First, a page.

Historically, black women have been leaders in organizing against social injustices and securing rights for their communities. Their efforts were essential to the women’s suffrage movement and the Voting Rights Act, and they are currently at work to change discriminatory laws that lessen their ability to participate in our nation’s political system. The status of black women is the focus of a new report from the Institute for Women’s Policy Research and the National Domestic Workers Alliance. The report aims to develop new policies and legislation that contribute to the overall well-being of black women, and it gives solutions for amplifying their voices across the nation.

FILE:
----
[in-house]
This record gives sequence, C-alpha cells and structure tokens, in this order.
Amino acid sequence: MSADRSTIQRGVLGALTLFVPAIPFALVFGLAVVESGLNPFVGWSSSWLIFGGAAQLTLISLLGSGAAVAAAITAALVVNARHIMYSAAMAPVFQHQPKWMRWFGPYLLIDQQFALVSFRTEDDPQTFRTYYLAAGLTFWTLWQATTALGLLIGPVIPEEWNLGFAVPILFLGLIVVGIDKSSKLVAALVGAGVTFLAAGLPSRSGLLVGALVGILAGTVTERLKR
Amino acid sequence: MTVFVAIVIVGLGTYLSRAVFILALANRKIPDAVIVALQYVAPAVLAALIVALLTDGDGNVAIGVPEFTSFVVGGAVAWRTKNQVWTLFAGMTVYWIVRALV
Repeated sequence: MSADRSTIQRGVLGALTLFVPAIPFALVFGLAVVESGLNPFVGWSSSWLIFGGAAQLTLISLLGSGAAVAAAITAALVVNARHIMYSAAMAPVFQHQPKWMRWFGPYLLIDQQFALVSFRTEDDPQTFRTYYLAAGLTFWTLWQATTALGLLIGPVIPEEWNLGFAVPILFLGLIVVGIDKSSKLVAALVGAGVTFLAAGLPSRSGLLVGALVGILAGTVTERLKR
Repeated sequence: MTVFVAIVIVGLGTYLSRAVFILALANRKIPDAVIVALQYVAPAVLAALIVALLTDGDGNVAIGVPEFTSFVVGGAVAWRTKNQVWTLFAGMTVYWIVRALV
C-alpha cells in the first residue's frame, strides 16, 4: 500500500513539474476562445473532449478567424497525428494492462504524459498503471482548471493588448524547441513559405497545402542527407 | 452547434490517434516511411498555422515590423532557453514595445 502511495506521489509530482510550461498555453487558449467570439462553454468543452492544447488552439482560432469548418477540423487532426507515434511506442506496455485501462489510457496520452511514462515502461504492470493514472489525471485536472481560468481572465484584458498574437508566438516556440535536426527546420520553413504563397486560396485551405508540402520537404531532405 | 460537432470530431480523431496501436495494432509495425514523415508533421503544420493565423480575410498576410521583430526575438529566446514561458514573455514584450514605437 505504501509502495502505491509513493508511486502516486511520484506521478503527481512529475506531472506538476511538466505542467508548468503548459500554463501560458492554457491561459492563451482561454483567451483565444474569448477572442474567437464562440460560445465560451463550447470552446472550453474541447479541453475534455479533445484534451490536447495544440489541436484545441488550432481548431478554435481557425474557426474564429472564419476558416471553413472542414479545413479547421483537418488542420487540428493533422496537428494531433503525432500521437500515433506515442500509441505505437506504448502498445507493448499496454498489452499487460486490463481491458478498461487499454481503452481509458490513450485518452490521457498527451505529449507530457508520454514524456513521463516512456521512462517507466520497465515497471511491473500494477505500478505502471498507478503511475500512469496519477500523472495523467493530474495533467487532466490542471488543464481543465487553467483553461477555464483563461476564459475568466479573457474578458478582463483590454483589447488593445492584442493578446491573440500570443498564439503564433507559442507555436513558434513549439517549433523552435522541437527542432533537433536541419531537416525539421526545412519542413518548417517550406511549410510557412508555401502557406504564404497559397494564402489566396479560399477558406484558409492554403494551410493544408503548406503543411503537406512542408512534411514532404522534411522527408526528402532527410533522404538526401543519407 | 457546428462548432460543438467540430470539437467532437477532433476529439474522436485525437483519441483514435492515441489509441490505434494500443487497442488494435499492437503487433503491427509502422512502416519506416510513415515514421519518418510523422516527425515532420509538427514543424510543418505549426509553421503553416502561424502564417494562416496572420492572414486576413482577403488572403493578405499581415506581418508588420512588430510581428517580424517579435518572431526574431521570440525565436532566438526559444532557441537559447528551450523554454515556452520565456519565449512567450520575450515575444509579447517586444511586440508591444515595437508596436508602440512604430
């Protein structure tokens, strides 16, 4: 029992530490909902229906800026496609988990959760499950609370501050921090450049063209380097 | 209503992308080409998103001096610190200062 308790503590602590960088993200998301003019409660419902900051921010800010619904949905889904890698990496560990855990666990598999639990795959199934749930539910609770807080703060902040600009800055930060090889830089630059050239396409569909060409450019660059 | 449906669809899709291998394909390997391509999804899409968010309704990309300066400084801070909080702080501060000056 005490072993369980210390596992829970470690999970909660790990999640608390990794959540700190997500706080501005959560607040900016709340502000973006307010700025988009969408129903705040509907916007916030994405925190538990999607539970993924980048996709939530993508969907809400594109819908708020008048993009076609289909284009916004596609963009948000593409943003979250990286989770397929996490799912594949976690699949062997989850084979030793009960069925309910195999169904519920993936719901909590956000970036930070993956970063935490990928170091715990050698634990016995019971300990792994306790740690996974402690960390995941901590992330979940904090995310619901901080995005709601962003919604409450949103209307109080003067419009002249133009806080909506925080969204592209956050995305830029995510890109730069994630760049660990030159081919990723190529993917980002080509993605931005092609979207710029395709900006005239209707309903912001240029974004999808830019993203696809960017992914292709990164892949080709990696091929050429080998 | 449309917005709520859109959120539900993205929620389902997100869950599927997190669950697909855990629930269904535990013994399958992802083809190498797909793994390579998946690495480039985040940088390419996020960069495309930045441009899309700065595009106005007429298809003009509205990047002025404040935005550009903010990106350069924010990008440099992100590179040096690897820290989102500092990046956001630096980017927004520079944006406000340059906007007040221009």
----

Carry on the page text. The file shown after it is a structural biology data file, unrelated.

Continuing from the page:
Compared to all other groups of women and men who voted in the 2008 and 2012 presidential elections, black women voted at a higher rate and were more likely to vote than their male counterparts and white women. Last year’s election saw a drop, however, though 94% of black women who voted chose Hillary Clinton.

Discriminatory legislation abounds — like the 2013 removal of Section 4 from the Voting Rights Act, a key provision that mandated sections of the country with a history of racial discrimination receive confirmation from the United States Court for the District of Columbia or the attorney general before making changes to voting laws. Voter identification laws have since passed in some states, and according to the Government Accountability Office, have reduced the turnout among African Americans and young voters, threatening their constitutional right to fully participate in the nation’s political process.

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